Marching to the Drums
A History of Military Drums and Drummers
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|Format: ||Paperback, 160 pages|
|Published In: ||United Kingdom, 01 April 2012|
Military drummers have played a crucial role in warfare throughout history. Soldiers marched to battle to the sound of the drums and used the beat to regulate the loading and re-loading of their weapons during the battle. Drummers were also used to raise morale during the fight. This is the first work to chart the rise of drums in military use and how they came to be used on the battlefield as a means of signalling. This use was to last for almost 4,000 years when modern warfare with communications rendered them obsolete. Even so, drummers continued to serve in the armies of the world and performed many acts of heroism as the served as stretcher bearers to rescue the wounded from the battlefield. From ancient China, Egypt and the Mongol hordes of Genghis Khan the drum was used on the battlefield. The 12th century Crusaders helped re-introduce the drum to Europe and during the Napoleonic Wars of the 18th and 19th centuries the drum was to be heard resonating across Europe. Drummers had to flog their comrades and beat their drums on drill parade. Today they are ceremonial but this work tells how they had to face enemies across the battlefield with only their drum.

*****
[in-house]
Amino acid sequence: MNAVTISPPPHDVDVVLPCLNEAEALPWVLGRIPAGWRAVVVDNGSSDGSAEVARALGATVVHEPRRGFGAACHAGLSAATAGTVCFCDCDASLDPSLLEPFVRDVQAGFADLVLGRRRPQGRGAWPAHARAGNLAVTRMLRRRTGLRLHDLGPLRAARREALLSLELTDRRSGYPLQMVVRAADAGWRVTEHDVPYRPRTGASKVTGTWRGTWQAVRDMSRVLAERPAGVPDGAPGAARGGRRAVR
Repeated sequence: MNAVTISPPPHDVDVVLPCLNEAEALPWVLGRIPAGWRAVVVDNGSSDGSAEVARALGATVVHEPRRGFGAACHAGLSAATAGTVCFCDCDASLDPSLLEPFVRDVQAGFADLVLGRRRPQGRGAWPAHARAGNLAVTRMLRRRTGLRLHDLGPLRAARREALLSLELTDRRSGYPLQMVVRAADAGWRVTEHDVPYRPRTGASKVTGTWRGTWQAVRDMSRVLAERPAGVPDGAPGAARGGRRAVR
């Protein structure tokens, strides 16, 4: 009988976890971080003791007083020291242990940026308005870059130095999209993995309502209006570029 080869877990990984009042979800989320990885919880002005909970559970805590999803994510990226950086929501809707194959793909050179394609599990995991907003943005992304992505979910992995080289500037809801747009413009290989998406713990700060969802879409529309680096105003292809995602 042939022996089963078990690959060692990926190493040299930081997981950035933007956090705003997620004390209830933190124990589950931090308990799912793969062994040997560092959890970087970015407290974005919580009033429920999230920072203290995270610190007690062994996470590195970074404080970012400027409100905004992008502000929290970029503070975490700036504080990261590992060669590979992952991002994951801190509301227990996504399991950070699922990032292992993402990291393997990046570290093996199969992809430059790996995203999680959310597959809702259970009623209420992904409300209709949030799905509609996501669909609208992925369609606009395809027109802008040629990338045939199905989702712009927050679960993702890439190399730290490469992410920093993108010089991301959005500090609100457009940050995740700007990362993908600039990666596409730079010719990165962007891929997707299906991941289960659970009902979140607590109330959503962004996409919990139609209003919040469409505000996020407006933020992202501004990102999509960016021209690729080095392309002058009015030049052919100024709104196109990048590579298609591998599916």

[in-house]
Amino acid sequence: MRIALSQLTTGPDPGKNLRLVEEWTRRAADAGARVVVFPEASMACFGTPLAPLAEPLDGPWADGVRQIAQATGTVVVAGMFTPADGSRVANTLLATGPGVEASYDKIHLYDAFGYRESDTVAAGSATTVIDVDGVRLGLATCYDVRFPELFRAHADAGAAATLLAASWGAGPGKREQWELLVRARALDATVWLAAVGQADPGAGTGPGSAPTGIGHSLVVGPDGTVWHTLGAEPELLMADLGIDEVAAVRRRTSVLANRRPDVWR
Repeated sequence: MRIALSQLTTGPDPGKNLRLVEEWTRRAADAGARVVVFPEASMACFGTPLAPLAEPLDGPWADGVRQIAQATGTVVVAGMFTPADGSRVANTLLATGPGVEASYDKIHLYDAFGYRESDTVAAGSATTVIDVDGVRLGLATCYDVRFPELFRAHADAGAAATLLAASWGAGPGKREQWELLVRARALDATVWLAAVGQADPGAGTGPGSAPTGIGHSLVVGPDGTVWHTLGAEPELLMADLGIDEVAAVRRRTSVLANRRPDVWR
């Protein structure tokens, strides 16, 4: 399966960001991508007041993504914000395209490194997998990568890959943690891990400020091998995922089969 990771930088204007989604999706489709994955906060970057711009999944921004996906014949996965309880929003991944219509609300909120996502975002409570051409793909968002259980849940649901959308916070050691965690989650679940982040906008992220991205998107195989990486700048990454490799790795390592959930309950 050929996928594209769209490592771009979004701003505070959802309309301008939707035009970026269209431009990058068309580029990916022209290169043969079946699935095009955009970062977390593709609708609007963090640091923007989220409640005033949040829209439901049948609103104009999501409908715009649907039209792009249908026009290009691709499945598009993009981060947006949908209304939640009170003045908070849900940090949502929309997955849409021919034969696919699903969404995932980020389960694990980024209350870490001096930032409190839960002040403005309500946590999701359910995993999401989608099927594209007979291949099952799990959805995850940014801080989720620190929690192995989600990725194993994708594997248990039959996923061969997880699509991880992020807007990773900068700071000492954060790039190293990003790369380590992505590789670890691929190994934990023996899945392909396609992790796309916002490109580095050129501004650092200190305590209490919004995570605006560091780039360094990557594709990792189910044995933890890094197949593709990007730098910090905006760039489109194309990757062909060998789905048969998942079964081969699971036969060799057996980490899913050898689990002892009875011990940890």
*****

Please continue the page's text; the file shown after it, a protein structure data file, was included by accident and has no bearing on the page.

About the Author
John Norris served for six years as a rifleman in the Grenadier Guards and is a military journalist. His other books include "Artillery: A History," "Mortars of World War II," and "Pistols at Dawn."
"A welcome and interesting work that adds depth and perspective to not only the history of the drum, but military history as well. . .enjoyable reading for both the general readers as well as for serious historians." --New York Journal of Books
The History Press Ltd|
23.4 x 15.6 centimetres (0.30 kg)|
15+ years |